I just love going to stay at home for a while, seeing my family, and the extended family, and switching off from work completely for at least a week. We all eat a bit too much, but we do things that we don’t normally get a chance to during the year. For instance, I usually play some computer games, something I used to love doing, but don’t get a chance to now. Or even if I do, I wouldn’t because I feel like I should be working.

As I get older every year, I wonder whether each Christmas will be the same. I think of my older sister, who has her own family now. Christmas now for her is very different. She still comes to visit us, but now holds her own “Christmas”. Will I ever “grow up” and do the same? It’s not seeming likely at the moment. Even if I did, and celebrated my own Christmas, I can’t help but feel I would be able to take as much time off as I do…

But for now, Christmas this year is once more something to look forward to. Something to be grateful that it Is approaching quickly, and will therefore give me some brief respite away from the dullness, repetitiveness and downright anger that living here, with my useless housemate, causes me.

Just need to start thinking about presents…

Will I Ever Watch Them?

Life these days is so busy (with work) that I often complain about the fact that I never get a chance to watch TV any more.

In my youth I loved a bit of telly, but once computers arrived they sort of took over, and then they completely became my life. But in recent times, the quality of TV, especially US drama, has hit impressive highs. As a result, I wish I could spend more time watching TV. But usually I miss things on TV, so instead I ask for DVDs, since they make good birthday presents.

That is the theory. Instead, there are DVDs here in my room that haven’t even made it out of the shrink wrap, despite being on birthday and Christmas request lists for the last several years.

The fact that it took me three years to watch The West Wing from start to finish doesn’t bode well. I have a rule: never watch episodes of anything back-to-back. That way you get to stretch it out for longer. I did break that rule with Prison Break series 1, but that was worth it!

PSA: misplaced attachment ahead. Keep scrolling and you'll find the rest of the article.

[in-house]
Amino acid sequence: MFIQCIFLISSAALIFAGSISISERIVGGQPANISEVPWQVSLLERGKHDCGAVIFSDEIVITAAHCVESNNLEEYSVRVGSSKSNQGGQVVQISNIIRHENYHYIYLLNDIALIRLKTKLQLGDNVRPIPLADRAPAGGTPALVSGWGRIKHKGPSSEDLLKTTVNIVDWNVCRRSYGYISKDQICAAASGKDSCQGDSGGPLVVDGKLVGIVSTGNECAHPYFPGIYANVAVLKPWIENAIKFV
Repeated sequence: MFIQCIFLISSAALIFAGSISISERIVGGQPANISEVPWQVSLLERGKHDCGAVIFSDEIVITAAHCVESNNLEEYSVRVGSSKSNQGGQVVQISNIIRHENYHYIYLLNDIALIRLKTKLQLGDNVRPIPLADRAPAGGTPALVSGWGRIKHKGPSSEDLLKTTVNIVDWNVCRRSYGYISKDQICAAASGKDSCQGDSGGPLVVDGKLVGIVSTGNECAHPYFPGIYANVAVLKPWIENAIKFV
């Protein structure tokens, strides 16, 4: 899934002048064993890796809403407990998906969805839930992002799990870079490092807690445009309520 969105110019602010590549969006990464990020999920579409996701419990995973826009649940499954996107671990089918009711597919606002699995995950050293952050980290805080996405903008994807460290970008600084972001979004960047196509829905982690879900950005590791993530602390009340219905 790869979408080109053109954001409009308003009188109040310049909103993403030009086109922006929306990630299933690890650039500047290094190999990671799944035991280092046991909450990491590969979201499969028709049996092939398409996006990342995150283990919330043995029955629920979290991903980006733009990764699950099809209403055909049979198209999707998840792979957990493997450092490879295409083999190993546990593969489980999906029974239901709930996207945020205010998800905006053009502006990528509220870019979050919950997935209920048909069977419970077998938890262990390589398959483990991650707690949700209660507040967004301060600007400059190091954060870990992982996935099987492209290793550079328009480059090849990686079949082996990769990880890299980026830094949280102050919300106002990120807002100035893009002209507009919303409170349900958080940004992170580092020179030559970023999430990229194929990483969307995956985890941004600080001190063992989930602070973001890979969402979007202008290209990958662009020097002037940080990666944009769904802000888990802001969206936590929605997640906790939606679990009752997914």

But, sadly, my life will not actually include time to watch all of these things I want to watch if I can only squeeze in a DVD episode once every three or four days. Being realistic, I need to be watching something every day, or I will never watch:

  • the rest of Prison Break (currently reached episode 7, series 4, and have been there for about two months)
  • Seinfeld, complete
  • recent Star Trek films
  • The Thick of It
  • Breaking Bad
  • Arrested Development
  • Curb Your Enthusiam
  • The Office (US)
  • Extras
  • House
  • 24
  • Homeland
  • Boston Legal
  • Red Dwarf (in its entirety)
  • Weeds
  • anything by Derren Brown
  • Family Guy
  • last three Harry Potter Films
  • Malcolm in the Middle
  • The Wire

I could go on, but I think that’s more than enough.

You will note that I am quite keen on US drama. I don’t know why that is, but no one does drama like the US. Yes there are many misses, but there is so much stuff being made over there that there are bound to be many classics too. UK drama is sometimes very hard-hitting, sometimes gritty, but usually only made in mini-series, therefore it doesn’t seem to have much time to really get you hooked on great characters and fantastic series narrative arcs.

The only things we seem to do well here in the UK are police dramas, which I don’t particularly find interesting, and period drama, ditto. Sitcoms, we are absolute rubbish at (it’s all been done before).

I used to love sitcoms, but I think as my life has got less joyous, my requirement to keep smiling has disappeared. Malcolm in the Middle might just be my favourite sitcom of all time. Well, at least the first few seasons were. I didn’t see much of the rest, but maybe I will by 2040 (at current watching rates), since they are finally coming out on DVD!

And, of course, new stuff is coming out all the time, so my list is added to at a quicker rate than I can watch them.

Bizarrely, I make more time in my life for shows like X Factor. I still don’t really know why. I should hate everything about corporate supremo X Factor. But something about the show, and my love of all things music, and seeing complete unknowns being given a chance, keeps me interested.

Talking of which, another several hours of my life is about to disappear tonight. Great.